A recent Netflix documentary titled The Social Dilemma interviews several engineers who initially helped build social media platforms, but who are now sounding the alarm on their creations. The film features prominent designers from Google, Facebook and Twitter, including the engineer who created the pervasive “like” button and the inventor of the “infinite scroll.” The very people who created the technology behind social networks are expressing regret, repenting of what they helped to build.
The documentary provides a clear explanation of the issues arising from social networking, whose business models depend on keeping people’s attention fixated on screens. These products employ sophisticated tracking and profiling in order to customize content that will further engage and influence users. The end result is that users are manipulated unconsciously through positive, intermittent behaviour reinforcement (similar to playing a slot machine) for the purpose of attracting advertisers.
The design of social media results in many negative side effects which have become increasingly clear. There are documented declines in mental health related to social media use and to our growing addiction to smartphones. There has been an increase in political disinformation campaigns (doubling in the last two years), and remarkable growth in extremist groups caused by algorithms that steer people towards them.
Between interviews with former social media engineers, the film weaves in dramatic vignettes of a family whose members are impacted and influenced by social media. A young man named Ben tries to shake his smartphone addiction but is drawn back into bingeing on his social media feed. Gradually, manipulative algorithms target him, nudging him to behaviours that cause conflict within his family. Later, he is steered towards a rabbit hole of online conspiracies, until he participates in a demonstration that turns violent. In another vignette, a teenage girl is portrayed wrestling with body image and depression as social media perpetuates unrealistic standards of beauty.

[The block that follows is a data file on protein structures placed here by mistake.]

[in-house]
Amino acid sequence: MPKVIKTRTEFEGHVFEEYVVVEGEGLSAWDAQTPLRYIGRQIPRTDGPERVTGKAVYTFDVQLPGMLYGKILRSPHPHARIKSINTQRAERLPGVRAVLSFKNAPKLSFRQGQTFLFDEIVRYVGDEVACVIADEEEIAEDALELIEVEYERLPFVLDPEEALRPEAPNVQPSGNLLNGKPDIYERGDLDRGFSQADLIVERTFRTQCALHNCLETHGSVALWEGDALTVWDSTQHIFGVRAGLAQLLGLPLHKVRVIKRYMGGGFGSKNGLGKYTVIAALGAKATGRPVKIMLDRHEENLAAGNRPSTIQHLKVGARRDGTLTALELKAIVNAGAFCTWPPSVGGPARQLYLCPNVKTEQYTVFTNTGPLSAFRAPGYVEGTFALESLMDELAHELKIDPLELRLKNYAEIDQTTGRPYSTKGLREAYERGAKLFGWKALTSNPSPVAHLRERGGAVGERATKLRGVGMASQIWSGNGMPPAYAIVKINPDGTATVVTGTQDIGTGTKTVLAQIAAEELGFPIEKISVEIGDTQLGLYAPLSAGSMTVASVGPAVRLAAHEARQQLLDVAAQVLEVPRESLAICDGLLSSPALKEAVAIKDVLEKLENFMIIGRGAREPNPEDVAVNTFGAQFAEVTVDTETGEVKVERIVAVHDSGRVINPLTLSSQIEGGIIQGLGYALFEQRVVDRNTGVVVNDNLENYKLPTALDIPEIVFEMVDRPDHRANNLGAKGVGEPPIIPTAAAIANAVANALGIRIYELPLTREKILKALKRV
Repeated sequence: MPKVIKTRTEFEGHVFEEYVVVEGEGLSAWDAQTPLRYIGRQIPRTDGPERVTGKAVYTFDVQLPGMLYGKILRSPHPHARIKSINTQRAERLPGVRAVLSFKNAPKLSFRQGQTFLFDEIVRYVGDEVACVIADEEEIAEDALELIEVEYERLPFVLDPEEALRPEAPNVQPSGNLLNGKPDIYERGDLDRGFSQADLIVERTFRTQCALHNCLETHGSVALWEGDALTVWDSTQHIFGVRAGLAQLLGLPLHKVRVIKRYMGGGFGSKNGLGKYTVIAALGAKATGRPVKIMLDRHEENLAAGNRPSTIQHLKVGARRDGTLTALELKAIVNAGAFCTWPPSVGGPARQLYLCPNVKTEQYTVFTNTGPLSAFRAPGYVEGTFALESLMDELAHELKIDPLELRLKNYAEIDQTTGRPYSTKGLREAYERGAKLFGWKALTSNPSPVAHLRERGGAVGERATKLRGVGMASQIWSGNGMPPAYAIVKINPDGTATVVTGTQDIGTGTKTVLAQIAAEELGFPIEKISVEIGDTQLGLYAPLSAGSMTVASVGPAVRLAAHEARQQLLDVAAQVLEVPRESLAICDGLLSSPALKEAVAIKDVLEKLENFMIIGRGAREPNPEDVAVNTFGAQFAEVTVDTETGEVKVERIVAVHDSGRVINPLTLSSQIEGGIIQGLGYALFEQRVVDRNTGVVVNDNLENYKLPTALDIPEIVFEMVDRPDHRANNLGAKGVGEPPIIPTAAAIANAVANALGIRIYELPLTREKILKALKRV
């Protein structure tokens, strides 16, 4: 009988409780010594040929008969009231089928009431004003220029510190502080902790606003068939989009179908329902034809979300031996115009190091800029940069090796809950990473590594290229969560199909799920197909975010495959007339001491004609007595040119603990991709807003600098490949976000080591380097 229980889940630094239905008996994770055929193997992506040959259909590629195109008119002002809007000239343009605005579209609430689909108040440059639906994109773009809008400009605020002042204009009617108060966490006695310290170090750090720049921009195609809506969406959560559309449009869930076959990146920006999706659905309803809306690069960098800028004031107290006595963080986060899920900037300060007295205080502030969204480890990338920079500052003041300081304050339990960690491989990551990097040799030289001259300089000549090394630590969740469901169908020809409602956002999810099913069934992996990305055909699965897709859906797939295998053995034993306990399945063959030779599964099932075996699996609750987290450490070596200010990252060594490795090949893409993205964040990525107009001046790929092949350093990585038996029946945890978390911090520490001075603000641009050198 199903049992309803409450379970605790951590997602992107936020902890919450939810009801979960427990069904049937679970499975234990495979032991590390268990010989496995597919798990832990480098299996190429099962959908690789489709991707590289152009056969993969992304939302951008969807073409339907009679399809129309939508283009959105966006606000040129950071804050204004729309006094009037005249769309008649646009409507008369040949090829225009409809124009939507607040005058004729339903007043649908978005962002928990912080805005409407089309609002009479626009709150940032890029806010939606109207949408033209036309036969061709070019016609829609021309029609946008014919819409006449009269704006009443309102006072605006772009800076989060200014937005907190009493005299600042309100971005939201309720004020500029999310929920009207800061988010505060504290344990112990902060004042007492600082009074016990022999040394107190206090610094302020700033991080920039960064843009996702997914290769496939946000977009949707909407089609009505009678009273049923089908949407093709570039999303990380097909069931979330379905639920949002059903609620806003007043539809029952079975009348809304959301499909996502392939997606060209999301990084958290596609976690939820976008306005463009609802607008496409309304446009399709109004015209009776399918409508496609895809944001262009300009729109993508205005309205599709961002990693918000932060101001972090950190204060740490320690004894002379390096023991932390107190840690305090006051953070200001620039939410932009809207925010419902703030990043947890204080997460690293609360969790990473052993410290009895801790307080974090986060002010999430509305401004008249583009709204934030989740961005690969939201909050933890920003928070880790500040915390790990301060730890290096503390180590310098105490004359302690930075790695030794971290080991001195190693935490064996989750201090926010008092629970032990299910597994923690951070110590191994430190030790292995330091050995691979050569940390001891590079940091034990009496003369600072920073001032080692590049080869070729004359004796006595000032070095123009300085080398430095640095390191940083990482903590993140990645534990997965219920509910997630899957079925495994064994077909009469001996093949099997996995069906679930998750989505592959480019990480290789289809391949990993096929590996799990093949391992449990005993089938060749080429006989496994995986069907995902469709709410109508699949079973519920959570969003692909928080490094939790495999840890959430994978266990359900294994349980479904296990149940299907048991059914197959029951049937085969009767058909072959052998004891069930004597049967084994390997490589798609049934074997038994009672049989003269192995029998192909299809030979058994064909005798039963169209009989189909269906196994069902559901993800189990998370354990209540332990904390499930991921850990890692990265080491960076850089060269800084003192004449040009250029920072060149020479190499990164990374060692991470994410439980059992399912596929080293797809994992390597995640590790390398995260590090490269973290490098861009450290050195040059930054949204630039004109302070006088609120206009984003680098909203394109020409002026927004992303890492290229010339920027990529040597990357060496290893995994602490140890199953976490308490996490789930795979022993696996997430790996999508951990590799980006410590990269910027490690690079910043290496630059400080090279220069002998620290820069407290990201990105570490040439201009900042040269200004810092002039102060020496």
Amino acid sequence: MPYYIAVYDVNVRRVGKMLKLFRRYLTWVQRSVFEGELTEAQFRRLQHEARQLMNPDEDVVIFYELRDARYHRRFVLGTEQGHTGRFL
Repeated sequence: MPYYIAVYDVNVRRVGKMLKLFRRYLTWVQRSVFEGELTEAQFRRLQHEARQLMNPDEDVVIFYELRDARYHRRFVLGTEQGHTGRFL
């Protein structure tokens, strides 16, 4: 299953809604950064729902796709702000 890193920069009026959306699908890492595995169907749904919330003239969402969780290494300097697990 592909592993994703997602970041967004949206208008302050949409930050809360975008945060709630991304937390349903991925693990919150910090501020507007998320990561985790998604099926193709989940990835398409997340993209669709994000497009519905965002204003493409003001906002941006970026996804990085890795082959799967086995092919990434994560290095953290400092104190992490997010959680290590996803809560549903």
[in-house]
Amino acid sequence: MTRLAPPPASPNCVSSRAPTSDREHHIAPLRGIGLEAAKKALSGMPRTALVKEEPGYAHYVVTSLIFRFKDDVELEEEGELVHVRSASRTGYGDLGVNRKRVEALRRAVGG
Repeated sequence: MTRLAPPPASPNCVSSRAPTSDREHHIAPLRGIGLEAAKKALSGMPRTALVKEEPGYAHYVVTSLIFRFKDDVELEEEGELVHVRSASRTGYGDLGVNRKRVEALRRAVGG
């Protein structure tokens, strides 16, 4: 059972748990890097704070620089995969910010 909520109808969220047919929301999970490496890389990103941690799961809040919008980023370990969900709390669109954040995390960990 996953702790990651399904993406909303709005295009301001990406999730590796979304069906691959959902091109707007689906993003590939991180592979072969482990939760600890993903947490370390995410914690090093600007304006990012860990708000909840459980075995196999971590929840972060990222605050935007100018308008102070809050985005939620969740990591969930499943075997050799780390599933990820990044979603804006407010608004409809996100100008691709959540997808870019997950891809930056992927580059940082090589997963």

The interviews alongside the dramatic sketches effectively illustrate the issues arising from social media driven by commercial interests. Although one can try to push back, social media algorithms “tilt the floor” of human behaviour in a way that is difficult to resist. The end result is greater polarization, outrage and misinformation. The recent presidential elections in the United States have only served to underscore this point.
Lost for words
The movie opens with the filmmaker posing the question, “What is the problem?” The computer scientists and engineers in the film seem at a loss for words. The big answer to “what is the problem” is the reality of sin. Sin impacts not only human hearts but also technology. Technology is not a neutral activity of designing artifacts, but profoundly reflects a particular view of the world and the kind of people we desire to be, whether this is done consciously or not. Likewise, social media platforms are not just neutral platforms to connect people, but include significant cultural, ethical, societal, economic and political aspects of our lives. Clearly, the design decisions related to social media platforms ought to be informed by more than just technical or economic considerations.
What is missing from this documentary are conversations with social scientists who have been sounding these alarms for many years. Even so, there is something redemptive in hearing social media engineers voice remorse for their creations. I wonder how things might have unfolded differently if more computer science programs included the liberal arts. Computer science programs taught at most Christian colleges not only include liberal arts courses, but also emphasize how faith ought to inform our technical creations.
Abraham Kuyper talked of the perils of a utilitarian education simply to “acquire a steady position and a guaranteed salary.” He concludes that to undertake such a utilitarian education condemns oneself to become a “hewer of wood and drawer of water” rather than a “nurseryman in a consecrated garden.” What the world of social media needs are more computer scientists trained not as just “hewers of code” but thoughtful caretakers in the garden of digital possibilities.
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